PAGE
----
payments

Pros and cons of payments due upon receipt: What small business owners should know

You’ve done the work or delivered the products, and now you want the money you’re owed.

But, unfortunately, late payment (or even worse, non-payment) is a common struggle for business owners. Too often, clients take days or even weeks to pay an invoice, which puts you in a tight spot if you’re counting on that money to keep your business running.

One way to prevent that lag time is to use a “due upon receipt” invoicing method. By requiring payment when the invoice is received, you increase your chances of getting paid immediately while avoiding needing to chase down outstanding payments.

Are invoices due upon the receipt the right choice for you, your customers, and your business? Here’s what you need to know.

What does invoice due upon receipt mean?

A due upon receipt invoice requires that payment be issued as soon as the invoice is received. When your customer receives an invoice from you, they should get you your money as soon as possible. In most cases, payment due upon receipt means paying by the next business day at the latest.


Graphic: Invoice due upon receipt

This invoice payment term communicates to your clients that you expect to be paid as soon as your goods or services are delivered, and it’s the next-best option to getting paid upfront.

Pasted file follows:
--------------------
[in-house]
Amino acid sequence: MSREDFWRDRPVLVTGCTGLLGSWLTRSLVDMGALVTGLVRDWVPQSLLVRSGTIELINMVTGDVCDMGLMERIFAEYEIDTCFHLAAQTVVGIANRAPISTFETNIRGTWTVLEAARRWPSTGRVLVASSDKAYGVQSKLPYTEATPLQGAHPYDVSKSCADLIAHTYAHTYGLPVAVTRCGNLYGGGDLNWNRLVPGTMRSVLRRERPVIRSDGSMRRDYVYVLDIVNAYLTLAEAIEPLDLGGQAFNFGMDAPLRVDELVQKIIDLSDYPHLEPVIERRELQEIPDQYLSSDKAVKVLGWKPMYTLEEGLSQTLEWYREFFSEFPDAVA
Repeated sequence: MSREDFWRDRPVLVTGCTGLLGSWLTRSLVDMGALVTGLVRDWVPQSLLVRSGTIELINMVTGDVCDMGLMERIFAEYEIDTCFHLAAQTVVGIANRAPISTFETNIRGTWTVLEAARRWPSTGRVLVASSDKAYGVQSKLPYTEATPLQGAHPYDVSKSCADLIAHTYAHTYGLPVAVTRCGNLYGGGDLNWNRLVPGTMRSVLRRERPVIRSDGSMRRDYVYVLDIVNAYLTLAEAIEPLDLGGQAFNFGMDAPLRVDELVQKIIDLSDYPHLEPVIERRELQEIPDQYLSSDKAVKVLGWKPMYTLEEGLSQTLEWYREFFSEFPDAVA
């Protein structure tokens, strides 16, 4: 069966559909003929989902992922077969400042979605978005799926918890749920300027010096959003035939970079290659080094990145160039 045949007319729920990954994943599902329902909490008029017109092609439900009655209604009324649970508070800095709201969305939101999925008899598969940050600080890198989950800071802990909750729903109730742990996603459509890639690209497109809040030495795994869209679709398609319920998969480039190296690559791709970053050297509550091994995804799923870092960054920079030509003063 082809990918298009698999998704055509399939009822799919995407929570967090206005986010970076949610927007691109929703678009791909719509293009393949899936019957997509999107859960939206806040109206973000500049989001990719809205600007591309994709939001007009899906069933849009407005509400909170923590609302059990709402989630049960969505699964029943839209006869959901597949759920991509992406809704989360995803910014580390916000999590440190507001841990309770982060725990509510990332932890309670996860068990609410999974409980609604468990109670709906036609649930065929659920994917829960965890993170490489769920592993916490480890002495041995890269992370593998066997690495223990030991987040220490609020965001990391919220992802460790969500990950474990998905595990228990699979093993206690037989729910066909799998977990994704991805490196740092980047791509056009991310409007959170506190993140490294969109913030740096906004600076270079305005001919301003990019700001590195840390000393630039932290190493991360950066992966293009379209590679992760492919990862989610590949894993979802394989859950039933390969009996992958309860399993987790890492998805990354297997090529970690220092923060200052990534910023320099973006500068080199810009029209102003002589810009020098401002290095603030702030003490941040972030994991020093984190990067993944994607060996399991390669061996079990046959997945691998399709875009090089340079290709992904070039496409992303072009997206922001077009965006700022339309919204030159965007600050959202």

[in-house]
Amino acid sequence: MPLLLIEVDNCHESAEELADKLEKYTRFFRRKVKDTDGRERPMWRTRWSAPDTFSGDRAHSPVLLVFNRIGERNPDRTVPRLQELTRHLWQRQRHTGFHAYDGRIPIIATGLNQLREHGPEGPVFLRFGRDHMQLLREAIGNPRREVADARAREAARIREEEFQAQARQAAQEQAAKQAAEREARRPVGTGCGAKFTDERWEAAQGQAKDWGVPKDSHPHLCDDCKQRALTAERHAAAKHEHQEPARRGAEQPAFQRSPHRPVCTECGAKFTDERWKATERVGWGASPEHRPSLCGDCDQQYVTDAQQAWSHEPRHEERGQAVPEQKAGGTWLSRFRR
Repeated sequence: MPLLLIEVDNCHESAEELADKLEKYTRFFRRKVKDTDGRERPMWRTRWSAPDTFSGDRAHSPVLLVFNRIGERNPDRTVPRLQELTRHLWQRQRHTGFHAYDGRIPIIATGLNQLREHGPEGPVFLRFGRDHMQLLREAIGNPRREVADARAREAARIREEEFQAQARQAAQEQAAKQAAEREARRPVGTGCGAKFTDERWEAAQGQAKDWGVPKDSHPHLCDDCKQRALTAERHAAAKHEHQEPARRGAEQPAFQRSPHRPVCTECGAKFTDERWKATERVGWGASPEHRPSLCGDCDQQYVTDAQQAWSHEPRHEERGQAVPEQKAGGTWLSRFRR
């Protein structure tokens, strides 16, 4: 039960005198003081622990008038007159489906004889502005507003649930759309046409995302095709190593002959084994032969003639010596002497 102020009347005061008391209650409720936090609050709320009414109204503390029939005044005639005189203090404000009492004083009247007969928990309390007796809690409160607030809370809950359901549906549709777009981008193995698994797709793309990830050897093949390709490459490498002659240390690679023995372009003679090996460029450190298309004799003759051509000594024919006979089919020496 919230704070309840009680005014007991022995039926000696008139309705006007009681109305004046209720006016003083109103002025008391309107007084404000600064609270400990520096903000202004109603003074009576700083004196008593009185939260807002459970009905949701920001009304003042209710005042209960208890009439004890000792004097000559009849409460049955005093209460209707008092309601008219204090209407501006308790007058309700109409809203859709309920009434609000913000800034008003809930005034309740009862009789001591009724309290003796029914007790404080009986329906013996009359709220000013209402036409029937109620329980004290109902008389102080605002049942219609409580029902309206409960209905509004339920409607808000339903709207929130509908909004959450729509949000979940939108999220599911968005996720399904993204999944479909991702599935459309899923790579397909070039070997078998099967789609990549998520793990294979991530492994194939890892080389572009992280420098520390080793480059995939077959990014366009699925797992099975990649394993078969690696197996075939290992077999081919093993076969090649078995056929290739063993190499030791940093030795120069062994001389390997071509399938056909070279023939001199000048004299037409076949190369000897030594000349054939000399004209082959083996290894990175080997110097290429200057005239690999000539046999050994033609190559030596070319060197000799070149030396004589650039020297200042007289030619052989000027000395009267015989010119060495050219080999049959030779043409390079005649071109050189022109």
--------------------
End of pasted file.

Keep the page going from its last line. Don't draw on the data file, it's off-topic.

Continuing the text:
Our own survey found that the average business owner has $78,355 in outstanding receivables. That’s a lot of missing money for a business with limited cash on hand.

The good news is that, as a business owner, you have the power to set the payment terms and conditions that will benefit your business. For many entrepreneurs, having invoices due upon receipt is an effective way to not only get their money, but also some added peace of mind.

When is due upon receipt used on invoices?

Due upon receipt invoicing is typically the best fit for new clients or one-time clients who need one-off goods or products. That way, you can wrap things up as quickly as possible in one clean transaction.

When this invoicing method gets you your money as soon as possible, why shouldn’t you use it across the board? Particularly with long-standing or recurring clients, this expectation can make you seem demanding and cause friction—especially if your customers need to manage their own cash flow.

There’s no rule that you need to use the same invoicing method across your customers. You might want to consider other ways to invoice, depending on your relationship with different types of customers. It’s not always one-size-fits-all.

Pros of due upon receipt invoicing

When considering which payment terms are the right fit, there’s nothing like a good, old fashioned pros and cons list to provide some clarity. Let’s start with the good news. Due upon receipt invoicing leads to: